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Burdge v. Colvin

United States District Court, Sixth Circuit

August 27, 2013

ANNABETH O. BURDGE, Plaintiff,
v.
CAROLYN W. COLVIN, COMMISSIONER OF SOCIAL SECURITY ADMINISTRATION, Defendant.

MEMORANDUM OPINION

DAVE WALIN, Magistrate Judge.

Plaintiff Annabeth O. Burdge has filed a complaint pursuant to 42 U.S.C. §405(g) to obtain judicial review of a final decision of the Commissioner of Social Security that denied her application for disability insurance benefits (DIB). Burdge applied for DIB on December 13, 2011, alleging that she was disabled as of December 12, 2010, due to chronic abdominal pain, bipolar disorder, depression, anxiety, endometriosis, post-traumatic stress disorder (PTSD), memory problems and attention deficit disorder (ADD) (Tr. 247). The Commissioner denied Burdge's claim on initial consideration (Tr. 146-149) and on reconsideration (Tr. 157-159). Burdge requested a hearing before an Administrative Law Judge (ALJ) (Tr. 160).

ALJ George A. Jacobs conducted a hearing in Louisville, Kentucky, on October 24, 2012 (Tr. 33-71). Burdge attended with her attorney, Russ Wilkey (Tr. 33). Burdge and vocational expert (VE) William Harpool testified at the hearing (Tr. 39-65, 66-70). Following the conclusion of the hearing, ALJ Jacobs entered a hearing decision on November 6, 2012, that found Burdge is not disabled for the purposes of the Social Security Act (Tr. 9-28).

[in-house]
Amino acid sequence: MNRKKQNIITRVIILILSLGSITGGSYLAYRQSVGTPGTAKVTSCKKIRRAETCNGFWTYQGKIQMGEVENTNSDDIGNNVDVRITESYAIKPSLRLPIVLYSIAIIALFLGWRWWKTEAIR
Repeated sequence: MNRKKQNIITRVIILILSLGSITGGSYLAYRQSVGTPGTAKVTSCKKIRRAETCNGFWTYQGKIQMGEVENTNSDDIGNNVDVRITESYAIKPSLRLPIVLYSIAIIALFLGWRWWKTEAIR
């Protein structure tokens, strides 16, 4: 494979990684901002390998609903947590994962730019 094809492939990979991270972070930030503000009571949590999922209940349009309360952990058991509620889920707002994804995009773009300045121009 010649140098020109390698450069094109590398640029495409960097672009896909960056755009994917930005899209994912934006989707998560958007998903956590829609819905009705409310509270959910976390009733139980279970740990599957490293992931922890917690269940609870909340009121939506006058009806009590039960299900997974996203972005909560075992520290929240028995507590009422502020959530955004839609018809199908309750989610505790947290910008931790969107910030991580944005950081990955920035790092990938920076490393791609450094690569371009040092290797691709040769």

In his adverse decision, ALJ Jacobs made the following findings:

1. The claimant meets the insured status requirements of the Social Security Act through December 31, 2016.
2. The claimant has not engaged in substantial gainful activity since December 12, 2013, the alleged onset date (20 C.F.R. 404.1571, et seq. ).
3. The claimant has the following severe impairments: right knee femoral condyle and MCL injury; chronic abdominal pain status post-multiple surgeries; bipolar disorder; anxiety disorder; depression and attention deficit disorder (20 C.F.R. 404.1520(c)).
4. The claimant does not have an impairment or combination of impairments that meets or medically equals one of the listed impairments in 20 C.F.R. Part 404, Subpart P, Appendix 1 (20 C.F.R. 404.1520(d), 404.1525, and 404.1526).
5. After careful consideration of the entire record, the undersigned finds that the claimant has the residual functional capacity to perform light work as defined in 20 C.F.R. 404.1567(b) except: the claimant is able to perform occasional postural activities but never climbing of ladders, ropes or scaffolding and must avoid situational hazards like vibration, heights and machinery; and the claimant is able to perform simple repetitive tasks for goal oriented work, but no production rate pace work and is able to have only occasional contact with co-workers and supervisors and no contact with the public.
6. The claimant is unable to perform any past relevant work. (20 C.F.R. 404.1565).
7. The claimant was born on December 19, 1981, and was 28-years-old, which is defined as a younger individual age 18-49, on the alleged disability onset date. (20 C.F.R. 404.1563).